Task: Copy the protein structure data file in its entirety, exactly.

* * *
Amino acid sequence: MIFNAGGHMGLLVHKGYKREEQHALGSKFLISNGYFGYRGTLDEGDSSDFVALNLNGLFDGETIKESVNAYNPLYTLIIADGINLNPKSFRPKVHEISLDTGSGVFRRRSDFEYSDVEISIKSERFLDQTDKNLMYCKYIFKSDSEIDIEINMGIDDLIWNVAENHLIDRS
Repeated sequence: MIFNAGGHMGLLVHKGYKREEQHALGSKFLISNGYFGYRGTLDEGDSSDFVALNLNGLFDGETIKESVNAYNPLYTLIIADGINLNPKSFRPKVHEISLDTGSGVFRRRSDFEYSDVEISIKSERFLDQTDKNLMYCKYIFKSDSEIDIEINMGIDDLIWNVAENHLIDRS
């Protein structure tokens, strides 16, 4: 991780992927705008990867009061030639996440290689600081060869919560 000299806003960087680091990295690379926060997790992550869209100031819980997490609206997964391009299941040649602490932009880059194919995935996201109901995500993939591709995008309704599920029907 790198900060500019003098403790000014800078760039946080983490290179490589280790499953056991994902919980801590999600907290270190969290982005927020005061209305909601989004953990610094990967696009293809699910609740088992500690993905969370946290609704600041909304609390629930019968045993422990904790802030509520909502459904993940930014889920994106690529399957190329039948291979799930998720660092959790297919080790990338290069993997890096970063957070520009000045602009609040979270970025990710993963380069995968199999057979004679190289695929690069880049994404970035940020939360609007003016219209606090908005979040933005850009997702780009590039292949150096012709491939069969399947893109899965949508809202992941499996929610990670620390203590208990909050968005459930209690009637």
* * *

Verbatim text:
Amino acid sequence: MIFNAGGHMGLLVHKGYKREEQHALGSKFLISNGYFGYRGTLDEGDSSDFVALNLNGLFDGETIKESVNAYNPLYTLIIADGINLNPKSFRPKVHEISLDTGSGVFRRRSDFEYSDVEISIKSERFLDQTDKNLMYCKYIFKSDSEIDIEINMGIDDLIWNVAENHLIDRS
Repeated sequence: MIFNAGGHMGLLVHKGYKREEQHALGSKFLISNGYFGYRGTLDEGDSSDFVALNLNGLFDGETIKESVNAYNPLYTLIIADGINLNPKSFRPKVHEISLDTGSGVFRRRSDFEYSDVEISIKSERFLDQTDKNLMYCKYIFKSDSEIDIEINMGIDDLIWNVAENHLIDRS
């Protein structure tokens, strides 16, 4: 991780992927705008990867009061030639996440290689600081060869919560 000299806003960087680091990295690379926060997790992550869209100031819980997490609206997964391009299941040649602490932009880059194919995935996201109901995500993939591709995008309704599920029907 790198900060500019003098403790000014800078760039946080983490290179490589280790499953056991994902919980801590999600907290270190969290982005927020005061209305909601989004953990610094990967696009293809699910609740088992500690993905969370946290609704600041909304609390629930019968045993422990904790802030509520909502459904993940930014889920994106690529399957190329039948291979799930998720660092959790297919080790990338290069993997890096970063957070520009000045602009609040979270970025990710993963380069995968199999057979004679190289695929690069880049994404970035940020939360609007003016219209606090908005979040933005850009997702780009590039292949150096012709491939069969399947893109899965949508809202992941499996929610990670620390203590208990909050968005459930209690009637």